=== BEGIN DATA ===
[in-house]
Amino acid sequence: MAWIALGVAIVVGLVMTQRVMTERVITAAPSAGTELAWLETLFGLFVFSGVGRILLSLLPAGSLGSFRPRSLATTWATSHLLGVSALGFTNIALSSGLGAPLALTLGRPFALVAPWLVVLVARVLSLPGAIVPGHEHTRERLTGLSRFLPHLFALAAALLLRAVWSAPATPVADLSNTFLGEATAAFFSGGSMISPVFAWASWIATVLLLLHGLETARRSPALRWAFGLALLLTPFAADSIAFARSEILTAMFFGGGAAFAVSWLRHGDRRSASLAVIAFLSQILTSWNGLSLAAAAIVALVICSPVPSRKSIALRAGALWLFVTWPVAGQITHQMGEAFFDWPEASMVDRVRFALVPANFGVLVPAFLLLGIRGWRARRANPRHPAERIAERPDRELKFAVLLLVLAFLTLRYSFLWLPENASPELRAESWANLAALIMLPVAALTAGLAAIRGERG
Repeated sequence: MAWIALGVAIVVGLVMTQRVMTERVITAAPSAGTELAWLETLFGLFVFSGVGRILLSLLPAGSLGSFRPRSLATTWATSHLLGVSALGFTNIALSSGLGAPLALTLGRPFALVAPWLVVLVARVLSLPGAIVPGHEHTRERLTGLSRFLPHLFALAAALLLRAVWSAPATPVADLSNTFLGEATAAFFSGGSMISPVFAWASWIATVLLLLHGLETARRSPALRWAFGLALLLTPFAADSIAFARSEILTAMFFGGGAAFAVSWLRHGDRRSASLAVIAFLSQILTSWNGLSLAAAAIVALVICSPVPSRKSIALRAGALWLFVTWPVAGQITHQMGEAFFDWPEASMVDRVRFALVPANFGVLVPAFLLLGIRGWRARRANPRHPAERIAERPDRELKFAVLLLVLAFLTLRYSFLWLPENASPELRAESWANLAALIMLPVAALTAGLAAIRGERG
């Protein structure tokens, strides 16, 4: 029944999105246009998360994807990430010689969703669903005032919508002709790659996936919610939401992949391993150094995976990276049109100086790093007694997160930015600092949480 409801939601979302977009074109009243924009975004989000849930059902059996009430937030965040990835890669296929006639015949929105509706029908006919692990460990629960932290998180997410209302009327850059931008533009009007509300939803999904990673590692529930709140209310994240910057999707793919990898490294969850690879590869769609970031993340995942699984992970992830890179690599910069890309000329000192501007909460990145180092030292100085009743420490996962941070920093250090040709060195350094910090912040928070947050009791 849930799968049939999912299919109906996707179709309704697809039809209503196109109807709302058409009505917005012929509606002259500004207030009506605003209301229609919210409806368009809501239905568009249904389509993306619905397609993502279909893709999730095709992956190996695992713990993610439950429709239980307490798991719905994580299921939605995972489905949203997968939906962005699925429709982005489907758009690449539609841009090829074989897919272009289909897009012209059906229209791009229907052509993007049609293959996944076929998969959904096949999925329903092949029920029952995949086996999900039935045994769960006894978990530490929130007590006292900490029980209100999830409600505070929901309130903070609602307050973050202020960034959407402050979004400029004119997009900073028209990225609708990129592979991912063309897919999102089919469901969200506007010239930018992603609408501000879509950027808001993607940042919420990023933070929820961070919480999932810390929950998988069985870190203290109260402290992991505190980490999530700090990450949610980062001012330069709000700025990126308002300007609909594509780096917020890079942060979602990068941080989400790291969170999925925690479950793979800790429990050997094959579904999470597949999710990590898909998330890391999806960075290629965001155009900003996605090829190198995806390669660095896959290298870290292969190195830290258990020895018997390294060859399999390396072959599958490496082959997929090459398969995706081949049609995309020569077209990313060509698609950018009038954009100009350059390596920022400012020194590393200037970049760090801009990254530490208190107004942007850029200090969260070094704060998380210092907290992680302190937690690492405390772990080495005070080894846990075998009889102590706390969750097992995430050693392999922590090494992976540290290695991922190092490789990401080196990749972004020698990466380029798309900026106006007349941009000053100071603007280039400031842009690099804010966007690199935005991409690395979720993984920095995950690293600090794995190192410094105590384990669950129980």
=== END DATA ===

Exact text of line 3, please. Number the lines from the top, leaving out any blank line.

Repeated sequence: MAWIALGVAIVVGLVMTQRVMTERVITAAPSAGTELAWLETLFGLFVFSGVGRILLSLLPAGSLGSFRPRSLATTWATSHLLGVSALGFTNIALSSGLGAPLALTLGRPFALVAPWLVVLVARVLSLPGAIVPGHEHTRERLTGLSRFLPHLFALAAALLLRAVWSAPATPVADLSNTFLGEATAAFFSGGSMISPVFAWASWIATVLLLLHGLETARRSPALRWAFGLALLLTPFAADSIAFARSEILTAMFFGGGAAFAVSWLRHGDRRSASLAVIAFLSQILTSWNGLSLAAAAIVALVICSPVPSRKSIALRAGALWLFVTWPVAGQITHQMGEAFFDWPEASMVDRVRFALVPANFGVLVPAFLLLGIRGWRARRANPRHPAERIAERPDRELKFAVLLLVLAFLTLRYSFLWLPENASPELRAESWANLAALIMLPVAALTAGLAAIRGERG